November Issue 2009
The Incorrigible Negotiator
The publication of Mir Ghaus Bakhsh Bizenjo’s autobiographical fragments has not come a day too soon. The slim volume, edited with loving care by B.M. Kutty, an authority on Balochistan’s politics in his own right, should considerably improve the readers’ understanding of the many-sided crisis in the most neglected federating unit of Pakistan.
Bizenjo wrote the notes for In Search of Solutions in the last phase of his eventful career. Whether fortuitously or by design, he chose to write less about himself (except for his time in prisons) than about the events he witnessed or in which he took part as a key actor. Such accounts often suffer from attempts at self-justification, but Bizenjo deserves credit for avoiding this pitfall to a considerable extent. His narration of his own transformation, from an advocate of Kalat’s independence to a proponent of his people’s active role in building up an egalitarian Pakistan based on the unity of the country’s have-nots, has the ring of sincerity. One cannot help wishing that the counsel of the incorrigible negotiator, as he was called, had been heeded.
Ghaus Bakhsh Bizenjo was a poor orphaned child who could not have liked the sardari system because of the rough treatment and drain on his resources he suffered at the hands of his tribe’s chief. As a young man he was quite happy playing football in different parts of India till he was sucked into the politics of the Kalat State National Party (KSNP) and was able to move into all-India politics as KSNP’s representative on the working committee of the All-India State People’s Conference.
The account of Kalat’s bid for independence and the Muslim League leaders’ acceptance of its claim throws ample light on the beginning of Balochistan’s grievances against Pakistan. Bizenjo offers a candid excerpt from his own speech opposing Kalat’s merger with Pakistan and criticises the Khan of Kalat for signing the agreement of accession to Pakistan “in gross violation of the will of the people of Kalat-Balochistan as expressed unanimously by members of both Houses of Parliament.”
Bizenjo offers no indication as to when and how he was converted to viewing Balochistan’s future as a unit of Pakistan, except for the disclosure that he and his fellow nationalist leaders decided to join the Muslim League, much to the discomfiture of the League leaders, and eventually the Balochistan leaders were obliged to form their own party.
Following the Kalat state’s merger with Pakistan, its relations with the centre slid downhill. The formation of the one-unit, the betrayal of the pledge given to Nawab Nauroze Khan, Iskander Mirza’s manoeuvrings resulting in the military expedition against Kalat, the crackdown against the nationalists during the early phase of Ayub’s rule (Bizenjo was arrested several times and convicted twice), and the removal of Sardar Ataullah Mengal and Nawab Khair Bakhsh Marri from the leadership of their tribes drove a wedge between the two. These incidents should be borne in mind by anyone who wishes to understand the Baloch reaction to the centre’s high-handedness.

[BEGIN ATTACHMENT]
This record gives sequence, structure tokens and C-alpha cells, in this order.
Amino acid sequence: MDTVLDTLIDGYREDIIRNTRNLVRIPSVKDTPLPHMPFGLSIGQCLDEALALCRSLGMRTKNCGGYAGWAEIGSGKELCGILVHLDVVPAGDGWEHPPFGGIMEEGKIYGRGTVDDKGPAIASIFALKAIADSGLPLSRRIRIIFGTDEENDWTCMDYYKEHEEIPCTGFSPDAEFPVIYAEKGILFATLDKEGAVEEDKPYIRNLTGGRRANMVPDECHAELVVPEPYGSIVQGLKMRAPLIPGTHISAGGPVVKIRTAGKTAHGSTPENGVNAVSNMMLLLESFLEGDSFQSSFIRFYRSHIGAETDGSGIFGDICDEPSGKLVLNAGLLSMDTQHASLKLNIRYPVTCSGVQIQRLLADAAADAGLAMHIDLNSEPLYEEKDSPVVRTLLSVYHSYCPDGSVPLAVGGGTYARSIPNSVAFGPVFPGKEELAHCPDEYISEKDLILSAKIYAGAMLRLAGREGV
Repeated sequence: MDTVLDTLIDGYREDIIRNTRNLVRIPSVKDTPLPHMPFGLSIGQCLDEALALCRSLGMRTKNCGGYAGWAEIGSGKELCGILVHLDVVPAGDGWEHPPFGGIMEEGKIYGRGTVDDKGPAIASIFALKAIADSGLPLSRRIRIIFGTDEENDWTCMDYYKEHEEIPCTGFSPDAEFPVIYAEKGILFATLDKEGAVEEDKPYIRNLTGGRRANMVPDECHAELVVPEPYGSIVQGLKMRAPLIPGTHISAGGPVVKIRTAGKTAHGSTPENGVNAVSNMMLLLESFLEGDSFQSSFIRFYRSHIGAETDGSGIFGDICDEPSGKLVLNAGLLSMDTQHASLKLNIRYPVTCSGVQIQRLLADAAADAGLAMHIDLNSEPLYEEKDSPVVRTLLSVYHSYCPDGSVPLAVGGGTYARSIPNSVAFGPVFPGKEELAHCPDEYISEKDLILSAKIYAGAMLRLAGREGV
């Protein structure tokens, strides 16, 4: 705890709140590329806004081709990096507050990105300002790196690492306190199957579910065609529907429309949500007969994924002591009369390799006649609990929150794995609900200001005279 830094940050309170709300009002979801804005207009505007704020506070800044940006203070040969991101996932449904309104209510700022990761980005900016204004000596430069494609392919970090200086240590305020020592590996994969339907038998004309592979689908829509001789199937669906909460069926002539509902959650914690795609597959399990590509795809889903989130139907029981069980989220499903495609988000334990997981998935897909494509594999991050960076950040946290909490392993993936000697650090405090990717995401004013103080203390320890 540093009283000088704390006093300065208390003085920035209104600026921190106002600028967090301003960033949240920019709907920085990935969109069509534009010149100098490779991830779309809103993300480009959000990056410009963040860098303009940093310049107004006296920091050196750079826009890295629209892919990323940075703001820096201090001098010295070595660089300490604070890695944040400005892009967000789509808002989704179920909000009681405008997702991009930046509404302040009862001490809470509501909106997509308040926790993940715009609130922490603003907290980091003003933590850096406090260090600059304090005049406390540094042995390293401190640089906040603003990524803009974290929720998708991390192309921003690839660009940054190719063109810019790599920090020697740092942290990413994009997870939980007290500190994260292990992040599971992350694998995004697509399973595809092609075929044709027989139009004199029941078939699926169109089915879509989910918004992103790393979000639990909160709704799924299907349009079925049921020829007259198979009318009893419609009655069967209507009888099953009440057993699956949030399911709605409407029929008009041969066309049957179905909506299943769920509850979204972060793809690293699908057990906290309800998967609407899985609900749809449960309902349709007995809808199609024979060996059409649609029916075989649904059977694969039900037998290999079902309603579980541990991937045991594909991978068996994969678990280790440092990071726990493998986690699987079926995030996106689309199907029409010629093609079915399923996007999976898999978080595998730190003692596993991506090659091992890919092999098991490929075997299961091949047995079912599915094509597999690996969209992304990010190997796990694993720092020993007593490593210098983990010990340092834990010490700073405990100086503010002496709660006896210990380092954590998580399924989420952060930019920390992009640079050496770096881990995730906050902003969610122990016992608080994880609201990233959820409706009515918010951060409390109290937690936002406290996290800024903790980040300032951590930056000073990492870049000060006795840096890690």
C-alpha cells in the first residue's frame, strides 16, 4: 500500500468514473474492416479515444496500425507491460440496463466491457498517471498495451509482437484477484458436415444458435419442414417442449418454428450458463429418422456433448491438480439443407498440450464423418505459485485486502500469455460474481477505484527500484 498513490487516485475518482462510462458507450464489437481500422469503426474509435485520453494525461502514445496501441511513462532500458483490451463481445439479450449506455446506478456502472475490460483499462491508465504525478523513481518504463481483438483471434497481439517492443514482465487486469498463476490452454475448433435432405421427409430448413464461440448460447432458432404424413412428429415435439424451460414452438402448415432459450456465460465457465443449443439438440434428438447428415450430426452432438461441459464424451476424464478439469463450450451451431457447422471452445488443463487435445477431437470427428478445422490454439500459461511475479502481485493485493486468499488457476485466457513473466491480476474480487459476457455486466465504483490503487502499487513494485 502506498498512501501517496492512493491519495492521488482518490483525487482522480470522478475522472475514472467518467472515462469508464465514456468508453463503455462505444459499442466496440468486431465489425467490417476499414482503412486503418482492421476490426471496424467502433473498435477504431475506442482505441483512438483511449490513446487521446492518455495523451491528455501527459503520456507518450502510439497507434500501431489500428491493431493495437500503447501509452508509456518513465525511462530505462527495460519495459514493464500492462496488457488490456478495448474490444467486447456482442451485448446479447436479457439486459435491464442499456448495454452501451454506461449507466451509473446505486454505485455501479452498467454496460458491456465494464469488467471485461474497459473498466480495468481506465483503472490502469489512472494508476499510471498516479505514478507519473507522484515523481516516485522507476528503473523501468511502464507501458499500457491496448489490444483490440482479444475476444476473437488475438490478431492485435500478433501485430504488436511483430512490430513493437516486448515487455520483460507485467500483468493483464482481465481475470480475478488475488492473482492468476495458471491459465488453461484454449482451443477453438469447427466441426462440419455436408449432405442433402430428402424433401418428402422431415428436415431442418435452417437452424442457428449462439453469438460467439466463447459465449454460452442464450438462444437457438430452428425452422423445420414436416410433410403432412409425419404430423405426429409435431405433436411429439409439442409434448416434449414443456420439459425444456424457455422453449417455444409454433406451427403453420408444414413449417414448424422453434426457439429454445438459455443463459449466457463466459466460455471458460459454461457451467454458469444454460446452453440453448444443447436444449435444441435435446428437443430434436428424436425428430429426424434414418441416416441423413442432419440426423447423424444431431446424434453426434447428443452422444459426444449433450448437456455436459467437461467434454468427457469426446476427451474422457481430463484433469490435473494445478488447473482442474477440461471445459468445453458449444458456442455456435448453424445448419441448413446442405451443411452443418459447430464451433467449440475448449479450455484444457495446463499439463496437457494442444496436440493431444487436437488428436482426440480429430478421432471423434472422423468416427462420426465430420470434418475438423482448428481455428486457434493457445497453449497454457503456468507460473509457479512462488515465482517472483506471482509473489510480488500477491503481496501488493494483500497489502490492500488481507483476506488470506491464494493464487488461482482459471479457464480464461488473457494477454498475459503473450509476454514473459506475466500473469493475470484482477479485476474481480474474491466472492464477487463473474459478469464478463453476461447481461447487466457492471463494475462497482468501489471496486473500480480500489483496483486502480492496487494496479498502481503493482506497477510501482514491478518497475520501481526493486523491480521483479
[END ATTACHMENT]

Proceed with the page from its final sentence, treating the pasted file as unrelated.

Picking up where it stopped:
Bizenjo also recalls the formation of the National Awami Party, its activities and the emergence of the Bhashani and Wali Khan factions after the party split and Bhutto’s wish to join it. Though brief, this account is useful as today’s readers know very little about the country’s leading democratic party in the ’60s.
The election of 1970 created possibilities for giving Balochistan a fresh start, but it was not to be. Bizenjo’s account of agreement with the PPP, the formation of Ataullah Mengal’s ministry and his own appointment as governor, the sacking of the ministry and Bizenjo’s dismissal substantiates Baloch charges of bad faith against the centre, especially against Bhutto. Despite all this, Bizenjo disagreed with the Baloch politicians (especially the youth) who said the smaller nationalities had no future in Pakistan.
Bizenjo talks of his last attempt between 1979-89, to persuade Punjab to read the writing on the wall and take the lead in “winning the confidence of the smaller nationalities by acknowledging their rights without any reservation.” Failure in this mission made Bizenjo wonder whether he was a victim “of a flawed line of thinking” and that his comrades who had been alienated from Pakistan, after all, were right.
The final lines of Bizenjo’s reflections are as relevant today as they were at the time of writing two decades ago: “the intelligentsia and the thinking segment of the smaller nationalities are finding it increasingly difficult to bear the burden of persistent denial and suppression of their rights by the dominant ruling nationality by force of its sheer numerical majority and its predominant position in the bureaucracy and armed forces. They argue, and I cannot but agree with them, that no one can or will tolerate a life of slavery for all times.” Here you have the core of the Balochistan crisis.
Apart from offering us an essential reading in Pakistan’s history, the book provides an endearing portrait of a politician who bore imprisonment and other hardships without losing his humanism, and strove all his life to secure for his people freedom from oppression and violence. By publishing this book, Mr Kutty and the publishers have done Pakistan a good turn, in a spirit Bizenjo would have heartily approved.
Mr. I.A. Rehman is a writer and activist living in Pakistan. He is the secretary general of the Human Rights Commission of Pakistan Secretariat.